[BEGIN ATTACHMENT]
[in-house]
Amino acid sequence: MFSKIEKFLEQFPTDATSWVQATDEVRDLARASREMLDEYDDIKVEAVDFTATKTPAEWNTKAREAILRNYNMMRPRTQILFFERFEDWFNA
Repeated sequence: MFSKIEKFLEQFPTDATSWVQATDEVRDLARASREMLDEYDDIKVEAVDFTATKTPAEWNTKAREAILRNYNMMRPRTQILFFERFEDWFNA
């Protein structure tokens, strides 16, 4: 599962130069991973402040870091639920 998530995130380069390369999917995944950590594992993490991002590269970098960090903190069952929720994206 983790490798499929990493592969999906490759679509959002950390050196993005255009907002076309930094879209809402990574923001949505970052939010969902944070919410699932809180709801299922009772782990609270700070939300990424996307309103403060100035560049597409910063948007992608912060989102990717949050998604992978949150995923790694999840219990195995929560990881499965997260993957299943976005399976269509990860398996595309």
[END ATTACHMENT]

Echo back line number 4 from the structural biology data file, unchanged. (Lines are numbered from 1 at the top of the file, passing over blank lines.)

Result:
């Protein structure tokens, strides 16, 4: 599962130069991973402040870091639920 998530995130380069390369999917995944950590594992993490991002590269970098960090903190069952929720994206 983790490798499929990493592969999906490759679509959002950390050196993005255009907002076309930094879209809402990574923001949505970052939010969902944070919410699932809180709801299922009772782990609270700070939300990424996307309103403060100035560049597409910063948007992608912060989102990717949050998604992978949150995923790694999840219990195995929560990881499965997260993957299943976005399976269509990860398996595309």